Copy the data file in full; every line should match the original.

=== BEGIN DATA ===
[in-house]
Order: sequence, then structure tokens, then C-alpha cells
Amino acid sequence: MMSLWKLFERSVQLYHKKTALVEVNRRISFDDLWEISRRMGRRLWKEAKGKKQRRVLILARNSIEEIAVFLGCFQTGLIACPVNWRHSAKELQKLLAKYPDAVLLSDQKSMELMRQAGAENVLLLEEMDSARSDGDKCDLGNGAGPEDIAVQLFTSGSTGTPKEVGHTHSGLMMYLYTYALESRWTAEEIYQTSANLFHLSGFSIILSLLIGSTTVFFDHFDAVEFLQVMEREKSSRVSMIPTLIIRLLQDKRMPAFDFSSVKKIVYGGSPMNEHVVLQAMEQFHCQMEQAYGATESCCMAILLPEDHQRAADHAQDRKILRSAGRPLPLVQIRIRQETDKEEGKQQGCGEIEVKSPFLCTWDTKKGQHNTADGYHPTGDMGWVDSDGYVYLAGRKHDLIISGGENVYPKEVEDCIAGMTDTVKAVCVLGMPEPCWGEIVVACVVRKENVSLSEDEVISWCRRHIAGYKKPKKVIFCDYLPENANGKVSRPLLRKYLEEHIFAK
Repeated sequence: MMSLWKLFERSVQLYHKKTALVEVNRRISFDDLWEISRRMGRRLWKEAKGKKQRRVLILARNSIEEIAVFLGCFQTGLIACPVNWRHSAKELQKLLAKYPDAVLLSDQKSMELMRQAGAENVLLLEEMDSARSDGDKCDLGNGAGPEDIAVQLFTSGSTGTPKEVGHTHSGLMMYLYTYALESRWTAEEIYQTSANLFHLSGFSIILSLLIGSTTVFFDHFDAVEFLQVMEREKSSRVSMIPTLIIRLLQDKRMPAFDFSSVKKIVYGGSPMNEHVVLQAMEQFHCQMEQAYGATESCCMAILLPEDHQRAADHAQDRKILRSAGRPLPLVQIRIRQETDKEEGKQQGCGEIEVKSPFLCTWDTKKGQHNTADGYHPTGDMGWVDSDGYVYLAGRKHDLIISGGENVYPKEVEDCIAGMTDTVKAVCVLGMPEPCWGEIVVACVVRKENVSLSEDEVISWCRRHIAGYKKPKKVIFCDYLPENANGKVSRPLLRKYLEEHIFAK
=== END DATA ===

[in-house]
Order: sequence, then structure tokens, then C-alpha cells
Amino acid sequence: MMSLWKLFERSVQLYHKKTALVEVNRRISFDDLWEISRRMGRRLWKEAKGKKQRRVLILARNSIEEIAVFLGCFQTGLIACPVNWRHSAKELQKLLAKYPDAVLLSDQKSMELMRQAGAENVLLLEEMDSARSDGDKCDLGNGAGPEDIAVQLFTSGSTGTPKEVGHTHSGLMMYLYTYALESRWTAEEIYQTSANLFHLSGFSIILSLLIGSTTVFFDHFDAVEFLQVMEREKSSRVSMIPTLIIRLLQDKRMPAFDFSSVKKIVYGGSPMNEHVVLQAMEQFHCQMEQAYGATESCCMAILLPEDHQRAADHAQDRKILRSAGRPLPLVQIRIRQETDKEEGKQQGCGEIEVKSPFLCTWDTKKGQHNTADGYHPTGDMGWVDSDGYVYLAGRKHDLIISGGENVYPKEVEDCIAGMTDTVKAVCVLGMPEPCWGEIVVACVVRKENVSLSEDEVISWCRRHIAGYKKPKKVIFCDYLPENANGKVSRPLLRKYLEEHIFAK
Repeated sequence: MMSLWKLFERSVQLYHKKTALVEVNRRISFDDLWEISRRMGRRLWKEAKGKKQRRVLILARNSIEEIAVFLGCFQTGLIACPVNWRHSAKELQKLLAKYPDAVLLSDQKSMELMRQAGAENVLLLEEMDSARSDGDKCDLGNGAGPEDIAVQLFTSGSTGTPKEVGHTHSGLMMYLYTYALESRWTAEEIYQTSANLFHLSGFSIILSLLIGSTTVFFDHFDAVEFLQVMEREKSSRVSMIPTLIIRLLQDKRMPAFDFSSVKKIVYGGSPMNEHVVLQAMEQFHCQMEQAYGATESCCMAILLPEDHQRAADHAQDRKILRSAGRPLPLVQIRIRQETDKEEGKQQGCGEIEVKSPFLCTWDTKKGQHNTADGYHPTGDMGWVDSDGYVYLAGRKHDLIISGGENVYPKEVEDCIAGMTDTVKAVCVLGMPEPCWGEIVVACVVRKENVSLSEDEVISWCRRHIAGYKKPKKVIFCDYLPENANGKVSRPLLRKYLEEHIFAK